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Baby Dies Following Ambulance Delays

Expert Lawyers Instructed To Investigate Whether More Could Have Been Done To Prevent Baby’s Death


The death of a six-month-old baby is being investigated after an ambulance was delayed in reaching him by almost 10 minutes because the 999 call operator did not have the appropriate training or resource to categorise the situation as urgent.

Gemma and Darren Moore are speaking out for the first time about their son Cainan’s death in October 2012 after his brain was starved of oxygen because of breathing difficulties. They have welcomed the news that West Midlands Ambulance Service NHS Trust has since made a series of improvements, including the introduction of an agonal breathing tool (guide) to help staff correctly categorise calls.

However, the couple, from Wolverhampton, say they remain concerned that the tragedy could be repeated because the National NHS Pathways Group has refused to make it compulsory for each call centre in the UK to have access to the guide.

Medical law experts at Irwin Mitchell are instructed to investigate why there was a delay of nearly 10 minutes in ambulance crews reaching Cainan when the hospital is only five minutes drive from their house and why it was nearly 20 minutes from when Gemma first dialled 999 at 11.05am on 26 October 2012, before her son could be treated when they arrived at New Cross Hospital.

Cainan died immediately after being taken off life support at 9pm later that evening as a result of severe brain injuries caused by prolonged lack of oxygen to the brain, leaving his parents Gemma and Darren heartbroken.

A Root Cause Analysis Report compiled after Cainan’s death found that:

  • The call centre allocated a rapid response vehicle to attend that was over 14 minutes away when there was a full ambulance less than two minutes distance away which was on a ‘disturbable break'.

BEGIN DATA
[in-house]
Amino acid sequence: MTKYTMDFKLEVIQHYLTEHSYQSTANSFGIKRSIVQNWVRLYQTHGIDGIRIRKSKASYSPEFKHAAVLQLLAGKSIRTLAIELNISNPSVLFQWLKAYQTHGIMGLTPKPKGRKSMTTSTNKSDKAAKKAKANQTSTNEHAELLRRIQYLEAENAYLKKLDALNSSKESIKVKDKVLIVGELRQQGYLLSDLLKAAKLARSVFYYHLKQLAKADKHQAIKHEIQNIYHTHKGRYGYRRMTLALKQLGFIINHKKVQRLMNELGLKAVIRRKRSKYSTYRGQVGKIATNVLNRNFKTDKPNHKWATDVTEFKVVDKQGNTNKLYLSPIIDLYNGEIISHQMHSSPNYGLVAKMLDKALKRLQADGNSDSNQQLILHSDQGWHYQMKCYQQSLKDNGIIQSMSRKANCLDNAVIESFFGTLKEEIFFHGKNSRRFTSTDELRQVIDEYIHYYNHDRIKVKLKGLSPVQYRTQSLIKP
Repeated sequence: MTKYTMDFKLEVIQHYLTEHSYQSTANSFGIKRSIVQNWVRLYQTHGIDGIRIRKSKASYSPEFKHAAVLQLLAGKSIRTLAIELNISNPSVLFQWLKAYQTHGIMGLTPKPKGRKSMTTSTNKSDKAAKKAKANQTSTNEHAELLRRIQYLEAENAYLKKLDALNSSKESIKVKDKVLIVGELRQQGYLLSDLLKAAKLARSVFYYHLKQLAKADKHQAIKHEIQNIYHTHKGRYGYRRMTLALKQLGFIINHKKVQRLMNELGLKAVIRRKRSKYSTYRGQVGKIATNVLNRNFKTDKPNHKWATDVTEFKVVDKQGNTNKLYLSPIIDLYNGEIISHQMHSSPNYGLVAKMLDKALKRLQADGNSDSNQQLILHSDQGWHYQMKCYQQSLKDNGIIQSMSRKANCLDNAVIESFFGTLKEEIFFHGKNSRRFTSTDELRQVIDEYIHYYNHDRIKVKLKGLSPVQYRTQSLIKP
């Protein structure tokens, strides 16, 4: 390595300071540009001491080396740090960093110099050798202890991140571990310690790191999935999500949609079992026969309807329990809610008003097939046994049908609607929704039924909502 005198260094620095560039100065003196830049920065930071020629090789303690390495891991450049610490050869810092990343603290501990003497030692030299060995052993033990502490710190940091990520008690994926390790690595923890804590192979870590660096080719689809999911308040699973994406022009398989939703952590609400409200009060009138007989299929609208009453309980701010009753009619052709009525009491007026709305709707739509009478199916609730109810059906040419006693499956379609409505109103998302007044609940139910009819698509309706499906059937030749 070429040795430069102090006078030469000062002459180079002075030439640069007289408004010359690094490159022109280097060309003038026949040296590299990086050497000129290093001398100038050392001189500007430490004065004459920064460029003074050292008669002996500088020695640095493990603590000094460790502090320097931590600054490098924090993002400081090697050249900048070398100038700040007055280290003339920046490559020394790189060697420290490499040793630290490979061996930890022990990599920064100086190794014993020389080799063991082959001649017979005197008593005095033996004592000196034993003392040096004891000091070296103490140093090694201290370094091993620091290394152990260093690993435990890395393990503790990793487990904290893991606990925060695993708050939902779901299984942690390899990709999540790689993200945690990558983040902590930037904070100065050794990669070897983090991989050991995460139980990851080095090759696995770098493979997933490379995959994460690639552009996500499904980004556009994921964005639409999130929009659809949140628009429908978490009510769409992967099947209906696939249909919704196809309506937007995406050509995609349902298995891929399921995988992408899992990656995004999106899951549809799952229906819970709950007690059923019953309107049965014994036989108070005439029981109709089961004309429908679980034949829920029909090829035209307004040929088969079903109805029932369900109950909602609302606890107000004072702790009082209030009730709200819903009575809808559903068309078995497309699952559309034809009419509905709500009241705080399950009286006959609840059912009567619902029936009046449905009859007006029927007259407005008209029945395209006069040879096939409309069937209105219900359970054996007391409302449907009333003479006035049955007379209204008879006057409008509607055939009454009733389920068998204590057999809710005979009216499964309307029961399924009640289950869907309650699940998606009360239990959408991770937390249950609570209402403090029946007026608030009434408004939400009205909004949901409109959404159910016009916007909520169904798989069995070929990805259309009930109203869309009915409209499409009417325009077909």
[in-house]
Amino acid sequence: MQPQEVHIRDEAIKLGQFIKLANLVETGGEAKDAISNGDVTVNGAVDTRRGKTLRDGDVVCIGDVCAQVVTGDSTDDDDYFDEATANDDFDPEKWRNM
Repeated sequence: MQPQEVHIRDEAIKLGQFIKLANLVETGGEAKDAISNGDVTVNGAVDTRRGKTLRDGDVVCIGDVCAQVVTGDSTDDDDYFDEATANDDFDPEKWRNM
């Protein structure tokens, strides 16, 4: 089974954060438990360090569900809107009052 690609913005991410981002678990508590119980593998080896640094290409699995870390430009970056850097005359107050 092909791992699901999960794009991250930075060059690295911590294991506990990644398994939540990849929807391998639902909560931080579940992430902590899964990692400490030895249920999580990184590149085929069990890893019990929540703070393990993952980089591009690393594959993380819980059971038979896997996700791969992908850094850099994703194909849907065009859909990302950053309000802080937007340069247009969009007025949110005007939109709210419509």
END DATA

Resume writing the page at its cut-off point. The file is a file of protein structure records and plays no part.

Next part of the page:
• The call was not coded as Red 1 (the most serious) despite Gemma saying her baby was not breathing, as there was no appropriate guidance for call centre staff on how to assess troubled breathing in babies.
  • There were staff shortages, which the Trust has acknowledged was not a new issue, which meant that staff were preoccupied with other matters and were unable to give their full attention to Gemma’s urgent call. The dispatcher has admitted to the Trust that he was pre-occupied by undertaking the management of another call.

This resulted in a seven-point action plan that included drawing up new guidance to ensure emergency codes are applied correctly; particularly in relation to babies who are breathing abnormally, increasing training to improve consistency by all call centre workers and improving documentation and note taking.

Christina Bunting, a medical law expert at Irwin Mitchell’s Birmingham office representing Cainan’s parents, said: “This is an absolutely tragic case that has left a couple heartbroken by the unexpected and sudden loss of their only child.

“We were deeply concerned to hear that there was inadequate guidance for call operators in relation to the appropriate coding allocation that should be made to calls which describe a baby as not breathing or breathing abnormally.

“We are pleased this has been rectified by West Midlands Ambulance Service NHS Trust with the introduction of an agonal breathing tool, however we believe this needs to be made compulsory within all NHS ambulance trusts to protect the safety of other patients.

“We will continue to support Cainan’s parents and liaise with the Trust to secure an admission of liability in the hope that one day they can lay Cainan to rest and begin the difficult process of rebuilding their lives.”

Gemma, 29, added: “Cainan was our only son and the most precious thing to us in the world.

“We were absolutely horrified to learn that call operators with no medical training were given the responsibility of coding the severity of calls and the only guidance they had is a 20 page document, which obviously in the heat of the moment, is not appropriate to scan through.

“What was also very concerning was that this document only advises on action that should be taken for adults with breathing difficulties and there was no guidance on the recommended course of action for babies, which effectively meant Cainan had no hope.

“What makes this all the more unbearable is Darren is an ex fire-fighter trained in giving CPR and despite being at work on the other side of the city, he may have got to us quicker than the ambulance did. We have to live with the thought every day that he might have been able to save Cainan’s life.

“We are pleased that West Midlands Ambulance Service NHS Trust has reviewed its training and guidance for call operators but we believe this needs to be rolled out across the UK so that the appropriate treatment can be provided to patients with breathing difficulties as quickly as possible. Nothing can bring our baby back but it would give us a small piece of comfort to know his death was not completely in vain.”

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